Okay, you know what I'm going to tell you, right. Uh-huh. There were problems. Lots. The wrinkles I'd quilted into the back were tiny and if there had been only a couple of them, I would've carried on. There wasn't just a couple though. The next course of action involved the seam ripper. Now here's the part I HATE about sewing. Picking my stitches out. I believe this is because I see myself as more of a going forward kind of stitcher. So, I really don't enjoy going backwards, so to speak, which is what you're doing when you have to remove all your stitches. I spent a lot more time picking those stitches out than it took for me to put them there to begin with. That done, I set this project aside until I figured out how to prevent this situation from happening again.
I think I've got the challenge dealt with and now I'm back to being inspired to carry on and finish this quilt. The above photo shows the quilt awaiting my machine quilting. (This made possible only after all that stitch removal, re-ironing the backing and the quilt top separately, and then going through the whole centering and pinning process all for a second time...)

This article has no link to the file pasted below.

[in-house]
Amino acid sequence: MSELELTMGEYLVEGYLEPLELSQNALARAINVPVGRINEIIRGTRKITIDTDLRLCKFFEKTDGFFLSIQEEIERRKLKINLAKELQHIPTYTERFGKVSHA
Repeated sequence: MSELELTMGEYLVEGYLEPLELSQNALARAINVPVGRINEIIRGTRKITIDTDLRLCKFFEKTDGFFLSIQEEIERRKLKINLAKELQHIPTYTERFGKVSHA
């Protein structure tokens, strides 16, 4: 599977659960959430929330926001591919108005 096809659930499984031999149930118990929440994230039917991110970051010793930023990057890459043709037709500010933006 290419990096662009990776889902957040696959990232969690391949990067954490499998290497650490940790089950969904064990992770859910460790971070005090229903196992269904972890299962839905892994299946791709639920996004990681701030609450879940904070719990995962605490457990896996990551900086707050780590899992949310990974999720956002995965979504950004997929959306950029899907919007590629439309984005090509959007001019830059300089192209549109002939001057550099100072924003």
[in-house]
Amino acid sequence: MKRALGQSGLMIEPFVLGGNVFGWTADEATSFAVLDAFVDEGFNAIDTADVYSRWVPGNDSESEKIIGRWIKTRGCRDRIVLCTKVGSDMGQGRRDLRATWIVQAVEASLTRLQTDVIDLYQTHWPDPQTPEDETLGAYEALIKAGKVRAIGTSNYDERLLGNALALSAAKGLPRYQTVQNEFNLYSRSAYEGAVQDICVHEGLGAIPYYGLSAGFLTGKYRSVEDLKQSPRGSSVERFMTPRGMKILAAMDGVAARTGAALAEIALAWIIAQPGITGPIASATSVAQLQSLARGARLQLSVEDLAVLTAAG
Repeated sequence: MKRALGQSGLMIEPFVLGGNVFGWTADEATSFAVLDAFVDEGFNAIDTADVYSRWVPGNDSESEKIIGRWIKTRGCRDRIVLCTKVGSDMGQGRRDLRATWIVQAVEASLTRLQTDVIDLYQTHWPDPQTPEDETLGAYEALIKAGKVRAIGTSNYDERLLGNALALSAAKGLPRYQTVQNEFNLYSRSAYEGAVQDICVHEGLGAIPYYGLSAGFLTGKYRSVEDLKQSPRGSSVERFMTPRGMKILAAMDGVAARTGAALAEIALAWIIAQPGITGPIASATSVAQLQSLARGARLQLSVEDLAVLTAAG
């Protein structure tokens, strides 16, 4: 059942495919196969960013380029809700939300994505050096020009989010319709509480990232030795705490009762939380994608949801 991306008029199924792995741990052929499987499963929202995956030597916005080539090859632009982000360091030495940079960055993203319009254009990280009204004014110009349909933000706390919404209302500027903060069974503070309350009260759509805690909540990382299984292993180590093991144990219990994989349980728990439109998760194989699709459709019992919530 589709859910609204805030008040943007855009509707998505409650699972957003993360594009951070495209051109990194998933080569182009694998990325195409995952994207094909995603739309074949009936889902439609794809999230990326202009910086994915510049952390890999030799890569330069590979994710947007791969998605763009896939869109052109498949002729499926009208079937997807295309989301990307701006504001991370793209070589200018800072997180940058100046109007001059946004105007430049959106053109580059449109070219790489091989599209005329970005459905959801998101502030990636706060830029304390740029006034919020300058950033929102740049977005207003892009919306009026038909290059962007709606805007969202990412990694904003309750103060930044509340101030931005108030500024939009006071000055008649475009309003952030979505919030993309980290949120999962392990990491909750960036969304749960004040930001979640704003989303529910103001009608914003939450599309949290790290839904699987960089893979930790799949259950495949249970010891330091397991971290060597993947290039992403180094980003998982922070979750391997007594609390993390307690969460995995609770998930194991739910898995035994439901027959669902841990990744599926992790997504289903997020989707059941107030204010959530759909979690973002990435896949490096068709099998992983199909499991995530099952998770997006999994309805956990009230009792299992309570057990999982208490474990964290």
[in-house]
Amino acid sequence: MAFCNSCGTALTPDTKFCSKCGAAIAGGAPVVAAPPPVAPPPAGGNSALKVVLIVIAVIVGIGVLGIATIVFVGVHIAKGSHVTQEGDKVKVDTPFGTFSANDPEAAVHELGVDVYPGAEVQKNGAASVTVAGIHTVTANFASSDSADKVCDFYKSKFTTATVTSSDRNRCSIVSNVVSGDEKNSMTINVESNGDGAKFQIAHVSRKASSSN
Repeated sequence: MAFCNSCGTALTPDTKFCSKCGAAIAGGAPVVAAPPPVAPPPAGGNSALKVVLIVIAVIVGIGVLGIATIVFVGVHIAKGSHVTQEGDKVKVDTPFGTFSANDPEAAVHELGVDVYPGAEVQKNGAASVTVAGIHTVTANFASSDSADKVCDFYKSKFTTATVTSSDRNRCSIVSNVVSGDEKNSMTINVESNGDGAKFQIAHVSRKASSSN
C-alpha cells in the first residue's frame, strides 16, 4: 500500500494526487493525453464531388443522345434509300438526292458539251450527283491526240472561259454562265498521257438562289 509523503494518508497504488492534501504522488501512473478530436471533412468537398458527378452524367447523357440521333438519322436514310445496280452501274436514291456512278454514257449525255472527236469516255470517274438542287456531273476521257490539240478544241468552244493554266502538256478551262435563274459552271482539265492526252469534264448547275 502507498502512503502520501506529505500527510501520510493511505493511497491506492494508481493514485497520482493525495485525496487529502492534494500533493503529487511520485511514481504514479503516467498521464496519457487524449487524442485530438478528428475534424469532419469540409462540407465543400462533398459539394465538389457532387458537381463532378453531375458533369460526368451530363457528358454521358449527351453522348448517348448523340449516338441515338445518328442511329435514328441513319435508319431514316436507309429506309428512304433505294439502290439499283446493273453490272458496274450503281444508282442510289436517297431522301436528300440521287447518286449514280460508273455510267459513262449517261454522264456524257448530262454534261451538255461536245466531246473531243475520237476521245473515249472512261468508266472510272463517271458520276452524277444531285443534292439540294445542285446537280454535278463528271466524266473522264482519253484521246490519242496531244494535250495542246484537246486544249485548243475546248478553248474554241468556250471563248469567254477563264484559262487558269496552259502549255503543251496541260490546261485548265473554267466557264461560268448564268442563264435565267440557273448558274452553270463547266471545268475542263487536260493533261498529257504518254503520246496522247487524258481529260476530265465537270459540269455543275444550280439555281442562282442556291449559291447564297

Funny, but it seems like whenever a project frustrates me and then I figure it out - well, that project just inspires me to tackle more projects and um, er, while frustrated on at least one project, I always have something else to work away on. Hmmmm... sounds like I have a project formula here: Inspired=Frustrated+Challenged
Tuesday, 19 June 2007
Here it is, takes about ten minutes to make. This is my first try, I am thinking that next time I will add some big front pockets for holding assorted gardening odds and ends and I will also use the pillow seam as the back of the skirt so that it can have a slit for more leg room. This is my kind of sewing, all I had to do was to sew a casing for the elastic waist. That's it. The hem of the pillow case became the hem of the skirt.(you getting a good laugh here, K?) Now I will be on the lookout for pillow cases whenever I go thrifting. Hey Katherine and Samantha, did you know we are getting our own Sally Ann on this side of the bridge?